UNITED STATES, WASHINGTON (OBSERVATORY) — Philippine President Rodrigo Duterte’s “war on drugs” has been blamed for thousands of alleged extrajudicial killings.
Now, the president is waging another bloody war – this time against a communist rebellion.
In November last year, Duterte declared a state of emergency on the island of Negros, ordering military and police reinforcements to launch operations against the New People’s Army.
But many allege the victims have not just been rebel fighters.
Rights organisations say they have documented more than 80 alleged extrajudicial killings of farm workers, human rights advocates and lawyers on Negros since Duterte came to power in 2016.
Ben Ramos, a human rights lawyer who represented poor farmers, was shot late one night in November last year.
His wife, Yesha Ramos, blames the Duterte government for his death.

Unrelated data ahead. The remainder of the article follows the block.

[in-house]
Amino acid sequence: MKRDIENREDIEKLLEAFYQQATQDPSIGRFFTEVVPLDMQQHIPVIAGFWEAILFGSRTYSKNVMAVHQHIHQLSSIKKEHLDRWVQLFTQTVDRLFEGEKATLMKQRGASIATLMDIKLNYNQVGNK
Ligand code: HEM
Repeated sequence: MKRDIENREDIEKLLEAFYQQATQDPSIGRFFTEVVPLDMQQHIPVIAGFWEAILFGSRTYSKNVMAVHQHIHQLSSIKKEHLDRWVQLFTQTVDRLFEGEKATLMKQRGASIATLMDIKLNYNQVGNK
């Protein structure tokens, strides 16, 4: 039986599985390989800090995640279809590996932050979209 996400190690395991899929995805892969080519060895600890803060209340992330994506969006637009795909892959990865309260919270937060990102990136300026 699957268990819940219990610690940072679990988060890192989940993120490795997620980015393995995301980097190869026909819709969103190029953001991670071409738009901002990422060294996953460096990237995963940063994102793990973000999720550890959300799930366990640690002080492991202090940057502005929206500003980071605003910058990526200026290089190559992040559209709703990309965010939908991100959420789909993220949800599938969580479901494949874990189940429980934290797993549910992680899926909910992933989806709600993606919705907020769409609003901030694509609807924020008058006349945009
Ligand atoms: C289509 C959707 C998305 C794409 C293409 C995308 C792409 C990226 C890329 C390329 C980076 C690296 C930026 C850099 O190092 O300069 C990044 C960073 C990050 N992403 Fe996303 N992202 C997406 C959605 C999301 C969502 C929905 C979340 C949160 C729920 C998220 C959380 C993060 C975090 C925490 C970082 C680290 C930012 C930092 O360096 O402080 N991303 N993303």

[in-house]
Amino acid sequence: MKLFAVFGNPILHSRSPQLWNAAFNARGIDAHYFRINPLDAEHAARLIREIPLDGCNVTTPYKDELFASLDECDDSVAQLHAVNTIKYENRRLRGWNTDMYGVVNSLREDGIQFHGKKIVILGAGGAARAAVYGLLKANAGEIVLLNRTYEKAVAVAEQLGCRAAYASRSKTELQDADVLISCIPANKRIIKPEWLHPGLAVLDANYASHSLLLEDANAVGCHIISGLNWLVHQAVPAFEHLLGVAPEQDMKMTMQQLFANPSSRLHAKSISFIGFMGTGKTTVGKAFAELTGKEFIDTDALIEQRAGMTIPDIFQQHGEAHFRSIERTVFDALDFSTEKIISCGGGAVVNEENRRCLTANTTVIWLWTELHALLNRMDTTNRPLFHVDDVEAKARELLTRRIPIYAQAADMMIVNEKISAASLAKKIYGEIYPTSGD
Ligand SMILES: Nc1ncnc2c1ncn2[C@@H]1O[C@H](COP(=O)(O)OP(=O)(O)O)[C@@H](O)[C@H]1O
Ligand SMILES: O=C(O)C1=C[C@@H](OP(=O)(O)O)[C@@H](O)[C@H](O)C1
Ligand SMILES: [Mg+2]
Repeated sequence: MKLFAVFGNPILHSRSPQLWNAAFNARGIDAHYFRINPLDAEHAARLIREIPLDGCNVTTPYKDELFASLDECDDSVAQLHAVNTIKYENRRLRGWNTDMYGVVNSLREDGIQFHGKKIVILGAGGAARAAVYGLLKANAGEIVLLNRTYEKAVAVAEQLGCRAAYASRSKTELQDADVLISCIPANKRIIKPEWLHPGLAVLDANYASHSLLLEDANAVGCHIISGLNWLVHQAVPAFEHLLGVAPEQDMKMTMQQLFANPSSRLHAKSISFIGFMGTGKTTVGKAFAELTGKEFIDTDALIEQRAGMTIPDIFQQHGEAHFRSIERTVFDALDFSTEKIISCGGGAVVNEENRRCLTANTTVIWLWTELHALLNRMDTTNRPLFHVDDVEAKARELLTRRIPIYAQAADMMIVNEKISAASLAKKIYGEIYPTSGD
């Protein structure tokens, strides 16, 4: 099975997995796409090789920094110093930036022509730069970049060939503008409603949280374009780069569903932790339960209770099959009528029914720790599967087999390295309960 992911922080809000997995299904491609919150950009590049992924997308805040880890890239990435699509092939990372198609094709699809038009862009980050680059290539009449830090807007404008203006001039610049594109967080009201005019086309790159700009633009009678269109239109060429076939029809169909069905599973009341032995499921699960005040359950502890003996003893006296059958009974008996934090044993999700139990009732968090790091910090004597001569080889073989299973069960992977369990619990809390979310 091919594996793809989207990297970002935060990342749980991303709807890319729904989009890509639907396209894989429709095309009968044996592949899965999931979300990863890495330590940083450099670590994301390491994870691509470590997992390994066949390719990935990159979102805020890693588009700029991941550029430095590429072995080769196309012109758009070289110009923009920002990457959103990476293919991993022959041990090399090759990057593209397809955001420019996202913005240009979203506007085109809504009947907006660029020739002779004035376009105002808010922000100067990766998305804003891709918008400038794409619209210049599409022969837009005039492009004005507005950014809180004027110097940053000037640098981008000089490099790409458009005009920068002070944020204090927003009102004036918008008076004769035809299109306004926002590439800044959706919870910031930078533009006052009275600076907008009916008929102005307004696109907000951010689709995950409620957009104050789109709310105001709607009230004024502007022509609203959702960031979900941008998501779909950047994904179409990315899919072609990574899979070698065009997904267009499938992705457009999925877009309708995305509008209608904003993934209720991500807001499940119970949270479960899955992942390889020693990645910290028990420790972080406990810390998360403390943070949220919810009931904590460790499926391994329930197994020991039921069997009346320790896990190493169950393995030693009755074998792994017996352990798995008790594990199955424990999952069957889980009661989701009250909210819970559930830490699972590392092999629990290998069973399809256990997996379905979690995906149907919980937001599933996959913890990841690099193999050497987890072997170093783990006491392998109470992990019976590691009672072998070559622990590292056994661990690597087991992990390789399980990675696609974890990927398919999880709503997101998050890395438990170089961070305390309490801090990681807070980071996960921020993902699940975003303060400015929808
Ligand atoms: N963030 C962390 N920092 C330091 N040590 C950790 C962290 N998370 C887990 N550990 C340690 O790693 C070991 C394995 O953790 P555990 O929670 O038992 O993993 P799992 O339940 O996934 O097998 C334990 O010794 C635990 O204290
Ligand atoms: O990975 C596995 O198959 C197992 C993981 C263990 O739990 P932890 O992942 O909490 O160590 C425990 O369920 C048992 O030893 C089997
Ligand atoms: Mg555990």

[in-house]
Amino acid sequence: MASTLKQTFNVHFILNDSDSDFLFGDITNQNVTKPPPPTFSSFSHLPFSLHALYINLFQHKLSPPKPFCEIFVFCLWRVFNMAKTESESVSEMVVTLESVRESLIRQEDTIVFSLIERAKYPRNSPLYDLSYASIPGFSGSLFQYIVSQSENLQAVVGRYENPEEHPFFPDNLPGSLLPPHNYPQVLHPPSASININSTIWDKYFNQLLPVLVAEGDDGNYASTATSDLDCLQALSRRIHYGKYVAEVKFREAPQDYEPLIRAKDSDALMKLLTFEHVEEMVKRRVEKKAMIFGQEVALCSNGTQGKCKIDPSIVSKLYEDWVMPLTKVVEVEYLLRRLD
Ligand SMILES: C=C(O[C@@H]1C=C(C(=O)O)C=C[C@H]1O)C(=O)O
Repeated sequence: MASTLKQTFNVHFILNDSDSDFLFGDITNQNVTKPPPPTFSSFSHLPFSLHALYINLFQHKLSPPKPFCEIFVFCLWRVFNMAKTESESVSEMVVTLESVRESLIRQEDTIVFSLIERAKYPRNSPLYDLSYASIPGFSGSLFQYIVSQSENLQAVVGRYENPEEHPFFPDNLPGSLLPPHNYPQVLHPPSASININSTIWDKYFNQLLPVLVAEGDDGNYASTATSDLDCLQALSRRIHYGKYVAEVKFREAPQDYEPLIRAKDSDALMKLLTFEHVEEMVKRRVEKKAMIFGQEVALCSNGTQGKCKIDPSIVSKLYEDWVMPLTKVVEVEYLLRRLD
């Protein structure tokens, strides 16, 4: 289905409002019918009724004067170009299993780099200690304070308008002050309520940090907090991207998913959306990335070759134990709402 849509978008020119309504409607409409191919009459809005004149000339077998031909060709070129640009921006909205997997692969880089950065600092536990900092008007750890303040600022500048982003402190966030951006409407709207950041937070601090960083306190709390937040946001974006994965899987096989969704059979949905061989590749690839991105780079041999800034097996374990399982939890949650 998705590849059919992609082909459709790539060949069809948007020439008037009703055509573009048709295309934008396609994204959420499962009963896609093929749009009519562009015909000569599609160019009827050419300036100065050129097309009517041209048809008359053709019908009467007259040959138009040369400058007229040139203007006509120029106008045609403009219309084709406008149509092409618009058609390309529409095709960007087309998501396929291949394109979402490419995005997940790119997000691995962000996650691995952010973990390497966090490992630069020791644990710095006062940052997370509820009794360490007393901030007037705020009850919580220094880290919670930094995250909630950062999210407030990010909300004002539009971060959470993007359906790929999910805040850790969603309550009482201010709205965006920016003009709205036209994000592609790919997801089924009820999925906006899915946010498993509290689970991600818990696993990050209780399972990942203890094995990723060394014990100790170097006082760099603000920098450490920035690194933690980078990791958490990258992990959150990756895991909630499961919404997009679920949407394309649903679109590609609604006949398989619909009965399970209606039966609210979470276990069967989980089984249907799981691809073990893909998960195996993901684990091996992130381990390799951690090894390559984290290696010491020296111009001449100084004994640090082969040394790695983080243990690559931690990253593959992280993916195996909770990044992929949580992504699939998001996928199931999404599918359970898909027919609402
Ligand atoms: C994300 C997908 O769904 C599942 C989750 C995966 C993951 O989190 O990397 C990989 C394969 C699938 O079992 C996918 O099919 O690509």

“I feel so mad, I feel so sad, I feel just really angry,” she tells 101 East. “It was the state forces. Taking the life of a person who is very innocent, who has been very supportive of farmers, is not an answer.”
Major General Parlade, the spokesman for the president’s new national task force to end the communist armed conflict, pledged to help the national police investigate his killing.
But when pressed about other cases where families insist innocent people were killed, Parlade maintains those who are killed must have fought back.
“There will be no killing if there is no armed resistance,” he says.
As the death toll rises, 101 East investigates Duterte’s new war.
This article is written and prepared by our foreign editors writing for OBSERVATORY NEWS from different countries around the world – material edited and published by OBSERVATORY staff in our newsroom.
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